"God never gives us more than we can handle…" unknown
The pain is too much to bear, I thought, as I watched streaks of rain run down my fogged bedroom window. Seated in the fetal position, I sat in the dark, clearing the tears from my eyes and rocking myself bank and forth. It was all an attempt to compose myself enough to keep my grief at bay so it would not cause myself immeasurable harm.
I hadn’t slept, showered or eaten more than a cup of tea and peanut butter toast in about 2 and a half days. I’ve been numb since hanging up the telephone with him and learning that he, the man I had loved all my adult life, had just stopped loving me.
I hadn’t been to work or even called in because I couldn’t stop crying long enough to form a full sentence. Cognizant of my despair, my roommate of almost three years was kind enough to peek through the crack in my bedroom door to check on me. Seeing me in the same position as the day before would prompt her to pick up the phone daily to feed my employer a story about how my mystery illness that kept me from coming to work.
It really does hurt. Your heart really can break, I thought, every time my chest would heave up and down to push the tears out of my stinging, beet red eyes. By that point, I had cried so long and so hard my ribs were sore and my throat was so parched I dreaded having to utter a sound.
Beside me on the twin daybed, which had become my refuge, my pager vibrated calls from my new ex. He knew there was no real sickness that kept me from coming to our joint place of employment. He knew that it was his decision to end our nearly six year relationship that had left me a virtual drone.
It was quite ironic that he would be at work while I was not. After all, the only reason he had a job there was because of me. I had forgone my dream of going to law school to get accept a job at the television station. When he graduated the following year, I talked my boss into giving him an internship so he could learn how to be a cameraman. Almost three and half years after starting there, my career in law was a distant memory while his future in television was secure.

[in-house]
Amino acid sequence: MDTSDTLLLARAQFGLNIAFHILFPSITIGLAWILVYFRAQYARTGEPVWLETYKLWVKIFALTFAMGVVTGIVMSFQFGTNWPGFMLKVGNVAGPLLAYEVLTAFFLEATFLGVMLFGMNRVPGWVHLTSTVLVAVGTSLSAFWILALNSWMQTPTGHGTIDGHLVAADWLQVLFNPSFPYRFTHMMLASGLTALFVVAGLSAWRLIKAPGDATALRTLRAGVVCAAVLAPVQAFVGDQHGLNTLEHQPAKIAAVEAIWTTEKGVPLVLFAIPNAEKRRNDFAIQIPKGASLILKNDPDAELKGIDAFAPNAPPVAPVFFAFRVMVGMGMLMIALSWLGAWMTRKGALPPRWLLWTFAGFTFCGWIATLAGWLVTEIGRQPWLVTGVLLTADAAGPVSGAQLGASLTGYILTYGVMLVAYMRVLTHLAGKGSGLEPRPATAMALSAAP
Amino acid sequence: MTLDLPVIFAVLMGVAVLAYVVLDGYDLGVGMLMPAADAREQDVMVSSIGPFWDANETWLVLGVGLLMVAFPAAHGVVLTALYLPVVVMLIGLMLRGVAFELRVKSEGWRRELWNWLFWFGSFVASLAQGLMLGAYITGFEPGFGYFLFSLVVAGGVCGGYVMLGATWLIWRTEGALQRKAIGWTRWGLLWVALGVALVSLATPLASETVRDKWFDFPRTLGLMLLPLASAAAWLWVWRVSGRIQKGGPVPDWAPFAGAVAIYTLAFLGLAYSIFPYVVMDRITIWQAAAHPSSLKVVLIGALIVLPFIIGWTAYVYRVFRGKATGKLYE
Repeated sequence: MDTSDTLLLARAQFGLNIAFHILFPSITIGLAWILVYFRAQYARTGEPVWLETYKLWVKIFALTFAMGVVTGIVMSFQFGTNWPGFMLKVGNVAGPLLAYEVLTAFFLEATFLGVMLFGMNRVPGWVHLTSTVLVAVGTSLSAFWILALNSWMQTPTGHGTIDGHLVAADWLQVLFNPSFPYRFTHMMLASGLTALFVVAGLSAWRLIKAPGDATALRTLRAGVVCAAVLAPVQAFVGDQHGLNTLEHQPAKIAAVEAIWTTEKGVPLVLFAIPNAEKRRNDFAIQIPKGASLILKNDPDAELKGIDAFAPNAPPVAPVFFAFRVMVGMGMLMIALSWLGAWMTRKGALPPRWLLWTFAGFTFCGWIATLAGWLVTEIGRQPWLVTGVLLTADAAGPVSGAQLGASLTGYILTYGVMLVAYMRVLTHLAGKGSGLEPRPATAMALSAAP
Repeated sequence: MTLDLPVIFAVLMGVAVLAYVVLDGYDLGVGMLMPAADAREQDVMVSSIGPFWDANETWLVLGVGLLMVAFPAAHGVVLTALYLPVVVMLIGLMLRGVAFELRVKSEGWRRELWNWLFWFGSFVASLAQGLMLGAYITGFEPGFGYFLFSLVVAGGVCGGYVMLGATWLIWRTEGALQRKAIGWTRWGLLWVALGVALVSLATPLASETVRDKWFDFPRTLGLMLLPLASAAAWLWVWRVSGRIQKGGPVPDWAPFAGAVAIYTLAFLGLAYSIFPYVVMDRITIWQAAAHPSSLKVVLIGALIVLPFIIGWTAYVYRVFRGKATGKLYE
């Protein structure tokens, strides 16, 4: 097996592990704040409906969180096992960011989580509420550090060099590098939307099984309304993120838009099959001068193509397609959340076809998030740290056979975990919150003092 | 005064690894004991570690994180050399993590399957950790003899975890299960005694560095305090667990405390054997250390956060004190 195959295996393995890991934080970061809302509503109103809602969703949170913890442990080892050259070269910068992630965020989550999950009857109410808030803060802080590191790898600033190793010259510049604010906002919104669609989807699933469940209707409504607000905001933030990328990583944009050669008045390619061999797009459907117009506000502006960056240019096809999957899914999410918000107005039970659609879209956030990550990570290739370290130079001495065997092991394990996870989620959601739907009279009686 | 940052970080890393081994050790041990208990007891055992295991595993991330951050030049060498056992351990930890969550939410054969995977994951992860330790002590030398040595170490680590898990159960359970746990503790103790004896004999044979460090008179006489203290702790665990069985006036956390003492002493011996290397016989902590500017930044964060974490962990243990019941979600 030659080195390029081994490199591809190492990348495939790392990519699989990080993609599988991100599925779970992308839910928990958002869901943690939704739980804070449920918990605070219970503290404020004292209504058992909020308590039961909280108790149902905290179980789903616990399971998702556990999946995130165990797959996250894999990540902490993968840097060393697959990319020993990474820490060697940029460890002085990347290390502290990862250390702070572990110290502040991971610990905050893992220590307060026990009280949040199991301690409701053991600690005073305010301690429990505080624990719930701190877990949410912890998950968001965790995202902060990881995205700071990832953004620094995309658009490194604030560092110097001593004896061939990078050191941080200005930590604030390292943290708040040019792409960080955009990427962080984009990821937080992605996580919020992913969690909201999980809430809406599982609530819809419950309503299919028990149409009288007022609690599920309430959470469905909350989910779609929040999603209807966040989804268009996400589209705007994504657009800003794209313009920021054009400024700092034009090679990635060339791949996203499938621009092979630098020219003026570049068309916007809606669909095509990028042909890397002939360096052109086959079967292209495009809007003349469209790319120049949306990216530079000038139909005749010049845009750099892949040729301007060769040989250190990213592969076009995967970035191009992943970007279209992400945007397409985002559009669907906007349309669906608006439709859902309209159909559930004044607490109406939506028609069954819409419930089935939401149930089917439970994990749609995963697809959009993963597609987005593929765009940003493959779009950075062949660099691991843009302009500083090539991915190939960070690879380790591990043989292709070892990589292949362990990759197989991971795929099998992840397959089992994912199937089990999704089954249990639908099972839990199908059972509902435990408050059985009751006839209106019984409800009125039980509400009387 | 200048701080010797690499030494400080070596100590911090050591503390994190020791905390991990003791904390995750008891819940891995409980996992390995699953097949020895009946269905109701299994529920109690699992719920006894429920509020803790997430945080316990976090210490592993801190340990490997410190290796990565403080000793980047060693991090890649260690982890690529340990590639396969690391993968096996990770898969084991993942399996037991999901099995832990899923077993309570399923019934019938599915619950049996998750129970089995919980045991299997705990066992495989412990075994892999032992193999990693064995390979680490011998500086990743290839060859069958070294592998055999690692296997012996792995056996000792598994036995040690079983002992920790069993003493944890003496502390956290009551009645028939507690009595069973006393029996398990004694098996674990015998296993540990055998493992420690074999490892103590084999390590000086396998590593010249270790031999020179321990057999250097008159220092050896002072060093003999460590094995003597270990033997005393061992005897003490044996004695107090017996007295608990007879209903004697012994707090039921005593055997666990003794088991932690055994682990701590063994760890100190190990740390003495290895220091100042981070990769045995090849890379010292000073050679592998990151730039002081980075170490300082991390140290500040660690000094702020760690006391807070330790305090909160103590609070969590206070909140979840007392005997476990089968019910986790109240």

Who am I without him? I thought. Who’s going to love me if the person who knows me best in the world can't stand me?
It was that thought that debilitated me for two more days. I just sat wrapped in blanket, glancing intermittently over to the full size bed we used to share. I could sleep there anymore because whenever I lay down I was facing the television and dresser he’d given to me to help me feel more comfortable in his hometown. Then, there was the picture frame filled with photos of him from infancy adulthood; a Valentine’s Day gift from the man who I once thought was born to love me.
I tried to close my eyes for a few minutes each day but they sprung open only moments after being shut. I was besieged with images of his infidelity with one of our co-workers; the very woman I had warned him about for months.
God, why won't you just let me die? I though. My heart is already broken so just make it stop beating.
By the time Thursday had arrived, I had finally manage to pry myself off the bed and over to the phone. I was too ashamed to call my parent and let my father have the satisfaction of saying I told you so. He’d warned me that his drinking was too much of a problem for our relationship to have longevity. Funny, that’s what he thought would do us in. No one, including me, every fathomed he would just leave me because the grass appeared greener somewhere else
Instead of trying to reach to my mother, who was also my best friend, I dialed my 89 year old grandmother. She had survived of two marriages; one ending in divorce and the other in death. If there was anyone who knew heartbreak it was her.
Her phone rang once, twice and on the third ring, she picked up the phone.
"Hello," I muttered, trying to muffle my tears. "How are you?"
"Well, grandma's getting old and my arthritis is bothering me, but I thank Jesus for everyday."